I read about the dogs before coming down and have not been disappointed.  They run in little packs, little dogs mostly in those little packs.  I always think of “The Lady and the Tramp” and can imagine their conversations and songs as they wander the streets happy to see other and gentle on the mind.  They’re well-behaved when waiting outside any restaurant (because down here they do wait outside), they occasionally tag along on a walk, and bigger guard dogs bark without cease although some of them are not as bright as others.

We passed a place yesterday with two large snarling black dogs right out of a horror movie behind the fence.  When we came out of the shop, an open air fruiteria, they were quiet and the biggest dog was apparently on siesta break. He didn’t notice us at all until Michael called out, “Hey, we’re over here,” whereupon Rommel or Raoul or whatever his name was lunged into ferocious action.   Even the dogs have a kind of easy come, easy go attitude, which is refreshing after the hurly burly of the city.

Speaking of watching, in the last week we’ve seen a wide range of weather including beautiful sunsets and the stunning full moon.  These were both taken from our balcony.

We’ve also seen a variety of ocean-going critters including, in addition to our beloved pelicans in bigger and bigger flights, dolphins and a quartet of orcas playing just off-shore.  The gray whales will soon be headed north after calving time in San Ignacio Lagoon.

Our Christmas was great, our first one together and we got sentimental enough to find a tree and decorate it and wrap the packages complete with ribbons and bows.  We tried watching “White Christmas,” an old family tradition for me, and it was fine except that I realized with Michael’s hilarious narration that it was even hokier than I remembered.  Sometimes a person just has to move on!  I did fast forward to watch the old soldiers follow Dean Jagger, the “old man” with Bing Crosby and Danny Kaye leading the song.  Of course, I shed my usual tears and Michael understood.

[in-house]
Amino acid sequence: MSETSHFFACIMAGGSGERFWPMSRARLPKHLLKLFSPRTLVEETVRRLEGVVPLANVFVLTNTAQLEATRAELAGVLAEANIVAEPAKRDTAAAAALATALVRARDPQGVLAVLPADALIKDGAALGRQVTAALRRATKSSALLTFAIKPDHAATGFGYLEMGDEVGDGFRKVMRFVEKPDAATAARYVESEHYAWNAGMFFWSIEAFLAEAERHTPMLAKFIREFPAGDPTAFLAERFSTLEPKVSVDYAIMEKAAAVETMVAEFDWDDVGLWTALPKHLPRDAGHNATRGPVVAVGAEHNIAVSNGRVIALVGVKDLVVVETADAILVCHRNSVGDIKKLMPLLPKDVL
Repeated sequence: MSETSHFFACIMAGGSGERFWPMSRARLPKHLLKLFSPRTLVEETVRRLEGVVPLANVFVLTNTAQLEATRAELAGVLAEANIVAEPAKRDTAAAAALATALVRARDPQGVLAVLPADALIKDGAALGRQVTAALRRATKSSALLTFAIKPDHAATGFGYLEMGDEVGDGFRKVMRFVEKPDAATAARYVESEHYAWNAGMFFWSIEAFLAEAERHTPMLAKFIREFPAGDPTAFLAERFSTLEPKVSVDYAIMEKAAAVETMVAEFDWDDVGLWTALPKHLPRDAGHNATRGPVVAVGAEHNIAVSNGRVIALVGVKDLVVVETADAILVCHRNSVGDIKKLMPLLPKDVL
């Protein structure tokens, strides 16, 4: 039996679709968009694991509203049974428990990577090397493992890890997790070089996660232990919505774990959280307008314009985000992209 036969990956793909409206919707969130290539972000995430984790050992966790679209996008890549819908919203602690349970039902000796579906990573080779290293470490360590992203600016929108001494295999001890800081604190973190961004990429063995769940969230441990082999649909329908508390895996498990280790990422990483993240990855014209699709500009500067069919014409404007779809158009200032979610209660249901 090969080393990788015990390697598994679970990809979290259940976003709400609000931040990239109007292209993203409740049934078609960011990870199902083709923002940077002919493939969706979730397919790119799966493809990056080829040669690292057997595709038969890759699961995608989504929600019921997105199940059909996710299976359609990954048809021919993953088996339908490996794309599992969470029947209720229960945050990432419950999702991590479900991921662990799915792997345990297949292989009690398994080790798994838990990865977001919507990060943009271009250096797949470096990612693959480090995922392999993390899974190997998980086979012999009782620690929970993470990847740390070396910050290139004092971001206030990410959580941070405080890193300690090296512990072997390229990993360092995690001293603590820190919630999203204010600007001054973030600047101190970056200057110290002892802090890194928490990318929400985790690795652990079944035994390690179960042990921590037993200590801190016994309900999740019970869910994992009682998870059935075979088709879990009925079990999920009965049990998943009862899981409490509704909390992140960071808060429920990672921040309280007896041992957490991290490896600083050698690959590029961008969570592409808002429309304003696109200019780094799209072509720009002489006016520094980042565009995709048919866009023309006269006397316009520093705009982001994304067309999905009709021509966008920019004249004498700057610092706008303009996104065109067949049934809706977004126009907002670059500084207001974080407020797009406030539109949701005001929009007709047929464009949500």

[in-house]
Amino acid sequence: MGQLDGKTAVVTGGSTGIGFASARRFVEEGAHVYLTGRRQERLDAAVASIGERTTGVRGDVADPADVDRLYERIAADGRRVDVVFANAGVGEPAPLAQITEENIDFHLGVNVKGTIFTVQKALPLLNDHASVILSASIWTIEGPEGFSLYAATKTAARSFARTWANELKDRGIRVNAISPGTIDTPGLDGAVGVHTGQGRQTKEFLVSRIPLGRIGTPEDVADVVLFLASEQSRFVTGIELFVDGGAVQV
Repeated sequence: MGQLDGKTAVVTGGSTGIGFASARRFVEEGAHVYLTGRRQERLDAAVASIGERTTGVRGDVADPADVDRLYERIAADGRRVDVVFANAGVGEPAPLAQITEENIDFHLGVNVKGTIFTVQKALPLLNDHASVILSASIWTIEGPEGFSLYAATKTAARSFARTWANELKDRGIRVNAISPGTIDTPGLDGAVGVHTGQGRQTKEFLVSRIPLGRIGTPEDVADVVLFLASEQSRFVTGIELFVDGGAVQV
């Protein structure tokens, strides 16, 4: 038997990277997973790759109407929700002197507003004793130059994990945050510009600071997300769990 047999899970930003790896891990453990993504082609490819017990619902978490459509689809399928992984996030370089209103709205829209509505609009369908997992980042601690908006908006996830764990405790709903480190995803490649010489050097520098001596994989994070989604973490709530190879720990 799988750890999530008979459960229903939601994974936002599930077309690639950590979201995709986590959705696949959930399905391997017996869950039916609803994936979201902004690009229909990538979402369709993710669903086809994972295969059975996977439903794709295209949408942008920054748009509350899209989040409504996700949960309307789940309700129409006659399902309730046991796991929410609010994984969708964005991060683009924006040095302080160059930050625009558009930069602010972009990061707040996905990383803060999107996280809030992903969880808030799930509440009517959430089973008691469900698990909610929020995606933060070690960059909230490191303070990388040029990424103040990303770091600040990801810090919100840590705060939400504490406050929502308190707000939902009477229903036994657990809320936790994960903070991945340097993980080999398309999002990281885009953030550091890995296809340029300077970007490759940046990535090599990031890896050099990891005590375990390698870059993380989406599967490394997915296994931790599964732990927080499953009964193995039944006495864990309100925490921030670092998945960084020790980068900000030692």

We’re almost at the end of 2018 and ready to head into 2019 not quite fully-fledged in Mexico but more fledged every day.  Mexico turns out to be something like Ralph’s Pretty Good Grocery on the old Prairie Home Companion.  If Ralph didn’t have what you wanted, you probably didn’t need it.  Back to the Three Laws of Information.

Things don’t work the same way (ask me about having the power shut off in the middle of a shower because the bill – somebody else’s – had not been paid).  “Familiar” food does not taste the same but there are really good other things to eat.  Sizes are different – I now wear a size 26 shoe.  But as more than one advisor counseled, “If you want life exactly like you live it in the States, stay home.”

We didn’t want to stay home and we are falling more in love with Mexico all the time.  At the moment, Michael is building my art table with things from Home Depot – our Mexican Home Depot.  We want to be where we are.

We hope your holidays have been great and that 2019 will surprise you in the best possible ways.  If you’re not in the mood to make resolutions for the new year (and who is in today’s craziness?) there’s one take-away from “White Christmas” that’s not hokey at all…Irving Berlin was right on the money:

“If you’re worried and you can’t sleep, just count your blessings instead of sheep,
and you’ll fall asleep counting your blessings.”  We’re counting ours.

And you’ll more than likely dream sweet dreams without care, or at least dreams in another language with a lot of friendly smiles.

Until next year, hasta la vista, amigos and amigas!